us"—I went away with him into Pye Street—I said to him "Martin, you are going to take me to that young woman you promised," and he said "Yes"—he took me down Pye Street, and when he got there he could not find the young woman's house—he said he did not know which, and then he took me to another woman's house in the same street—we went to a room—an Irish woman showed us in—I had my clothes with me—I was afterwards charged with stealing my mother's shawl—he did not do anything with my clothes—when we were in the room he told me to undress—I did not do so at first, but I did subsequently—when I did not undress myself he said he would undress me—he commenced to do so—we slept there.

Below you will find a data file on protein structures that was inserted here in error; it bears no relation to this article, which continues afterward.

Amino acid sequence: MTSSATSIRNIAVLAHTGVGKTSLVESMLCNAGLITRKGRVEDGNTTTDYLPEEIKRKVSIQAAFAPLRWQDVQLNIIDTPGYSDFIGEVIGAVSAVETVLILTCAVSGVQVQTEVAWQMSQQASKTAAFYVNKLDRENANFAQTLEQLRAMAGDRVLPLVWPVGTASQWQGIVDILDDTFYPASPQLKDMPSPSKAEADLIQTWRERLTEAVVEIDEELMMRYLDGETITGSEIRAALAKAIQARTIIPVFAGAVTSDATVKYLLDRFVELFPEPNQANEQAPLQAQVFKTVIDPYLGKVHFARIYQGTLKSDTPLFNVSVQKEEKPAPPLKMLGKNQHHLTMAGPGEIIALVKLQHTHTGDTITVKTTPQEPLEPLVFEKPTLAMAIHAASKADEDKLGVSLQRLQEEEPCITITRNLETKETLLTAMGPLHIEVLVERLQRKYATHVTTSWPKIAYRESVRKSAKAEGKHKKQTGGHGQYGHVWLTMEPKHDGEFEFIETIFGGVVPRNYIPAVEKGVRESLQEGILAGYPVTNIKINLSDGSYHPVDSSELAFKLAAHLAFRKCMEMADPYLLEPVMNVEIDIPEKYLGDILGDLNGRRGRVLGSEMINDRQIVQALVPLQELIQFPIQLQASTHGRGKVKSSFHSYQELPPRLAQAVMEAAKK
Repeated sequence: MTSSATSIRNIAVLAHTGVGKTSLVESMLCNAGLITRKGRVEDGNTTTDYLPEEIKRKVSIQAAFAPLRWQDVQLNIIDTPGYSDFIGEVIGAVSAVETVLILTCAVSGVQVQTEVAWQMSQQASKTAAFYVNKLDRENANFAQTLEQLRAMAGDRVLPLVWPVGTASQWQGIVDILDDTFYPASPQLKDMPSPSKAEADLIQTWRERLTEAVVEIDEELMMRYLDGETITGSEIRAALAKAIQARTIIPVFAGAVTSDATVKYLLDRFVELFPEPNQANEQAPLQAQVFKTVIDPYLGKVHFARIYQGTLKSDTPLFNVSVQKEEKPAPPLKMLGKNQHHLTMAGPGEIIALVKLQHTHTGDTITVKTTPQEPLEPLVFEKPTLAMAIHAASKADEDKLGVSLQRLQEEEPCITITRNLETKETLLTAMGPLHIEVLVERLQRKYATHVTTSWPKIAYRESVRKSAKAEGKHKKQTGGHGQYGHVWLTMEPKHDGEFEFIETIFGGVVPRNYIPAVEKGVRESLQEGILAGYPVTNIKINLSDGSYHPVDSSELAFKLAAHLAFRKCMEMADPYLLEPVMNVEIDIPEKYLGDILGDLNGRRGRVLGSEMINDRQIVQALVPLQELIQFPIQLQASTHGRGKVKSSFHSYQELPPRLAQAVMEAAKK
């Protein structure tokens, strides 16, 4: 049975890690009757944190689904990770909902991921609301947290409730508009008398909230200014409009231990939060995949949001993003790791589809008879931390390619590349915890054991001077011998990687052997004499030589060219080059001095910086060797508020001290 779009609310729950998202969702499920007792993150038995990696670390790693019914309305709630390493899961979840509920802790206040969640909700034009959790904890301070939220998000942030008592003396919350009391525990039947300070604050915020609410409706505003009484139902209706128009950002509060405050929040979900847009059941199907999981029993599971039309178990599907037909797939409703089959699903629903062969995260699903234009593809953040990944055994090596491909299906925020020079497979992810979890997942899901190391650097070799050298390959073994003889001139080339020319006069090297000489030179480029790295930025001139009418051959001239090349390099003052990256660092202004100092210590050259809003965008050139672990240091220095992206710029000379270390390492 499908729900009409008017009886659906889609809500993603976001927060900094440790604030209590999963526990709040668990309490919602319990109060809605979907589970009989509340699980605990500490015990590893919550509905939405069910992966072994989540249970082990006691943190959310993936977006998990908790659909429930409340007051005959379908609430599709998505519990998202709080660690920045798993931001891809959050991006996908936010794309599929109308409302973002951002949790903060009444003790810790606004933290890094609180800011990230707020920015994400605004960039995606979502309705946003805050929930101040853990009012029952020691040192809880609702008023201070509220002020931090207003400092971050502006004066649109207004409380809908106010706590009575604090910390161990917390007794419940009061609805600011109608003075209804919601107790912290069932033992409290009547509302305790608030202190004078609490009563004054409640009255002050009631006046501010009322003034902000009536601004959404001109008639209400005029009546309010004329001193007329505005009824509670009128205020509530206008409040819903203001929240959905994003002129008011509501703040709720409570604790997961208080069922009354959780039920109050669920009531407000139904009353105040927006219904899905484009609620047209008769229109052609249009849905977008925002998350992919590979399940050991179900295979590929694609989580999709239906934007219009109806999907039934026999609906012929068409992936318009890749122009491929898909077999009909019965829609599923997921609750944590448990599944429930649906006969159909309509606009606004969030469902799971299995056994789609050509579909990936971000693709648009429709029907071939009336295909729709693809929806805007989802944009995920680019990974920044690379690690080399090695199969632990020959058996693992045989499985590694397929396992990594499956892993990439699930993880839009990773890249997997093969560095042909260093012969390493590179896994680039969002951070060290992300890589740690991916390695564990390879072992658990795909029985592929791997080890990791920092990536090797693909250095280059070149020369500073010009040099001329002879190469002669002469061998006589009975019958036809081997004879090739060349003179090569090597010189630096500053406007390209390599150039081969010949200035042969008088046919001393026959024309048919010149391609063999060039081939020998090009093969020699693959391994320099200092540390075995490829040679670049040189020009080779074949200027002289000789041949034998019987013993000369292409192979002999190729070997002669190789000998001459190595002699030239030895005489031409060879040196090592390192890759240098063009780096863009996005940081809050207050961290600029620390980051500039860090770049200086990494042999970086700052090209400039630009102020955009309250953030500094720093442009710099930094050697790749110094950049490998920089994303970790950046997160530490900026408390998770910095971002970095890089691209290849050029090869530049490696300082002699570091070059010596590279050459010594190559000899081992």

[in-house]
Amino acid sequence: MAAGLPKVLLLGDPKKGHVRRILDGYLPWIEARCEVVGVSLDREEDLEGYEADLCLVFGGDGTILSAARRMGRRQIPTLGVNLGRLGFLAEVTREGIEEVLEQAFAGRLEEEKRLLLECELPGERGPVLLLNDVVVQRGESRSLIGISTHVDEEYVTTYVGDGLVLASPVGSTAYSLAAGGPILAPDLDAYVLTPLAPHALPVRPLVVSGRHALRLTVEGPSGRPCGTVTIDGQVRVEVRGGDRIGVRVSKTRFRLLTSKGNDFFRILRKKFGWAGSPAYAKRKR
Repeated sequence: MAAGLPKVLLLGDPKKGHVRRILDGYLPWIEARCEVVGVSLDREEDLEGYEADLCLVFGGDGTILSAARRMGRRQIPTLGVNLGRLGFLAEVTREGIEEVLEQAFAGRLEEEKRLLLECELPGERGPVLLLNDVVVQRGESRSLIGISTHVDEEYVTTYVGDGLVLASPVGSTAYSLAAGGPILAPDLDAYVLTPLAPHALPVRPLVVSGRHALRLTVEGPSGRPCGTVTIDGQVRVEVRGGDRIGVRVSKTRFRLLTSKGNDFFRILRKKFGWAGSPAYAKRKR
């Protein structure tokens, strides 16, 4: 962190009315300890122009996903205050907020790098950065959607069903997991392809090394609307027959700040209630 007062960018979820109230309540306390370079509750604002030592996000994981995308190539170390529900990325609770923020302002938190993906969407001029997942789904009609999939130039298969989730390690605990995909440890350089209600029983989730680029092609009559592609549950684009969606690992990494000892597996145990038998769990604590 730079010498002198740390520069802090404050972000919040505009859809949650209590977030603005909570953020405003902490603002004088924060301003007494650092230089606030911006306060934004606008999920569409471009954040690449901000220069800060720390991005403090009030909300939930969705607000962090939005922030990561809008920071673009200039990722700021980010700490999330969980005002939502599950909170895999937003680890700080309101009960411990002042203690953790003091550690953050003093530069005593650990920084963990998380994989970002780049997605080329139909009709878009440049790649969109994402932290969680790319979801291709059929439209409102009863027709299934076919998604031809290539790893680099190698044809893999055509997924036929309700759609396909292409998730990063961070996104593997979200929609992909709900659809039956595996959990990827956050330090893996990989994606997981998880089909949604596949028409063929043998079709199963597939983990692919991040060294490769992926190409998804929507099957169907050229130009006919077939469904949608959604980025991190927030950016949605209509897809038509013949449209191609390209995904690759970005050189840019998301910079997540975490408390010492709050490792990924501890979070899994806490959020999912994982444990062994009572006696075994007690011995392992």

Cross-examined. I never told the prisoner my age—I never informed him that I was under sixteen—he did not offer any inducement to me to leave my home—I left home entirely at my own free-will—when I had this conversation with him on the 17th he saw that I was crying—he asked what was the matter, and I then told him—I did not tell him that I had been beaten—I told him I was crying because I was not allowed to go out—when I went out I did not go with him—he was in the Crown public-house—I left our house and went past the public-house, the road round by the workhouse—he came directly after me, out of the public-house—when I asked him to send me one of those girls, I meant a bad girl—she said he would come down to her house if I liked, but I would not go that night—I was not in the habit of standing at our window and kissing my hand to the soldiers, that I deny—I stood at the window and looked at them and spoke to them—our window is about as far from the barrack window as the width of this Court, and I could speak across—for the last three or four months I have been in the habit of speaking to several of the Coldstream Guards, out of that window—I have walked out with several of them—I never walked out with the prisoner—I had seen him before the 18th—I may have walked out with three or four of the soldiers—I went once into the canteen of the regiment—whilst I was with the prisoner he did not offer any obstacle to my returning home—I said I wished I had never left home—I said that the next day—we were then at Chelsea, and he was with me—up to that time he had not offered any obstacle—I do not know a woman named Sarah Dyke—the only conversation I had was with the woman he promised I should go to—I do not know her name—I did not say to any woman "Will you take me to Fred. Martin; I will have Fred. Martin"—I have not asked numbers of the Coldstream Guards for Fred. Martin—when we got to the house in Pye Street, I did not ask the landlady for a room—if she says on her oath that I did, that is untrue—I made no arrangement about the room—the woman went up into the room first—then I went up and the prisoner came up after me—I did not state to the woman that I had just left my situation.